Institute for the Future (IFTF) is a non-profit think tank in Silicon Valley, that helps organizations and the public think about long term future plans to make better decisions in the present. Mark Frauenfelder, a research director at IFTF interviewed Rod Falcon, IFTF’s Director of the Technology Horizons Program, which combines a deep understanding of technology and societal forces, to identify and evaluate these discontinuities and innovations in the near future. Rod discussed Tech Horizon’s recent research into how machine automation is becoming an integrated, embedded, and ultimately invisible part of virtually every aspect of our lives. Read the rest
Together, we can shape a future that is more sustainable and equitable for everyone! If you are interested in joining together with creative technologists, social inventors, policy experts, and thought leaders for a two-day event in Palo Alto where we will tease out the thorny challenges of the evolving on-demand economy and prototype real solutions tell us here.
Institute for the Future’s Positive Platform Design Jam
November 30–December 1, 2016
Institute for the Future
Palo Alto, CA, USA
The IFTF Workable Futures Initiative is a call-to-action for policymakers, platform developers, corporate strategists, activists, and of course other workers of all kinds, to join us in blueprinting these positive platforms for the future of work. The time is now to grapple with the challenges ahead, develop sustainable solutions, and create a future of work that is workable for everyone. Read the rest
In 2013, Mike Zuckerman, a self-described culture hacker, attended the White House’s National Day of Civic Hacking. Inspired by what he’d learned there, Mike returned to San Francisco and founded [freespace], an organization that focuses on sustainability and urban tactical development. In the spring of 2016, Mike went to Greece where he spent four months rehabilitating an abandoned clothing factory in the industrial sector of Thessaloniki, turning it into a humane shelter that he and his colleagues named Elpida. Unlike the official migrant camps in Greece, where refugees have little say in the day-to-day operations of the camp, Elpida put its 140 residents in charge, and the results were remarkable. Not only is Elpida much less expensive to run on a per person basis than official camps in Greece, the residents don’t suffer from boredom, restlessness, and disengagement like they do at NGO-run camps.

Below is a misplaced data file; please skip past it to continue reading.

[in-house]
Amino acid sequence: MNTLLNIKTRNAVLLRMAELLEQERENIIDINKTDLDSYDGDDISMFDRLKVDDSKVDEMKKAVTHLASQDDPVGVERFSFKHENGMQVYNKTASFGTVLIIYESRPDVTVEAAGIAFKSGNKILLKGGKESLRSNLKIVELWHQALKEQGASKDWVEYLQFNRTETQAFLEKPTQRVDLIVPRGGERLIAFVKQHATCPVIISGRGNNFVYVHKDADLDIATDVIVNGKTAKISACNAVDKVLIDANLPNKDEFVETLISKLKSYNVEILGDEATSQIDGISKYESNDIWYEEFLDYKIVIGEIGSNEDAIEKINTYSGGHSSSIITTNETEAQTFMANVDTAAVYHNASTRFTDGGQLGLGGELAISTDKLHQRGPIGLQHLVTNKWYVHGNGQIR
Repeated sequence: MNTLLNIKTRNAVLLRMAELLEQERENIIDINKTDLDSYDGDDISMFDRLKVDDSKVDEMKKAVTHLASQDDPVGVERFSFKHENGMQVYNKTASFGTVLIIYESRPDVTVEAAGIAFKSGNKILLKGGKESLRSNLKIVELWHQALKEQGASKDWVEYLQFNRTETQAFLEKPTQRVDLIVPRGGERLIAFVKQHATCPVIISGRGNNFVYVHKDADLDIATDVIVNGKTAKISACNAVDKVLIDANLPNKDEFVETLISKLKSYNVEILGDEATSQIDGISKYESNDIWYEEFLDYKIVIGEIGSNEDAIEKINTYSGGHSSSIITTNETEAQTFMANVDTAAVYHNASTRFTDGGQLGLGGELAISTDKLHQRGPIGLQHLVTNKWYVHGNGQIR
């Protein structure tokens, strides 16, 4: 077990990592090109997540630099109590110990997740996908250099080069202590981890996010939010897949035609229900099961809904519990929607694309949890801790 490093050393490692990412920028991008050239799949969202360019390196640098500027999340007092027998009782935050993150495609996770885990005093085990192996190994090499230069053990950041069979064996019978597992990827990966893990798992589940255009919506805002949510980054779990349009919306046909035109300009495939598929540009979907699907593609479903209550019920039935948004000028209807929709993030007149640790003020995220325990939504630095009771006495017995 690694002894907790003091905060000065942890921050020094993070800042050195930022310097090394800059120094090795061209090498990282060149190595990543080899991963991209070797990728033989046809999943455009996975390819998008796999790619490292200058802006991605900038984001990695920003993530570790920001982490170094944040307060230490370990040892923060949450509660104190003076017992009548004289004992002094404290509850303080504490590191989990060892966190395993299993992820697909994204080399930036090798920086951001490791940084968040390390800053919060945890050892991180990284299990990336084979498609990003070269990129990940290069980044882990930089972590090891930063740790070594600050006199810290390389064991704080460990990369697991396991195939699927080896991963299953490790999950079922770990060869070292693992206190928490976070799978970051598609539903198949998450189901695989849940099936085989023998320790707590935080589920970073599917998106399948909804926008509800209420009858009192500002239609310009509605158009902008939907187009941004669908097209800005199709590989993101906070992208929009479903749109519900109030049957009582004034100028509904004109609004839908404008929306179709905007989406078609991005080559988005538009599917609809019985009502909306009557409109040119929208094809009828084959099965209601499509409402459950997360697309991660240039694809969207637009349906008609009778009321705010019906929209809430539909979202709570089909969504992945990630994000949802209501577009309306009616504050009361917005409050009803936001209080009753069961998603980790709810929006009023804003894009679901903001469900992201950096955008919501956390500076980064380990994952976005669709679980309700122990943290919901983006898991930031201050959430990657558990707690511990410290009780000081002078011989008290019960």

As a pilot model, Elpida offers hope and improved living conditions for refugees in a place where no other NGO was able to provide in this kind of support.
Mike has been working with Institute for the Future (where I'm on staff) as an affiliate since 2014 and recently accepted an IFTF fellowship to help uncover and study new paradigms for restoring vulnerable places and space, such as post-disaster sites, informal refugee settlements, and decaying urban neighborhoods.
I spoke to Mike about his work at Elpida in August, 2016, just days after he returned from Greece.
Listen to the audio podcast interview with Mike Zuckerman here. Read the rest
Institute for the Future (where David and I are research directors) has a Blockchain Futures Lab blog. Today, Kathi Vian of IFTF presents a scenario involving a "bottom-up distributed toolset for aggregating large groups of people with similar interests, needs, and values into civic affinity groups."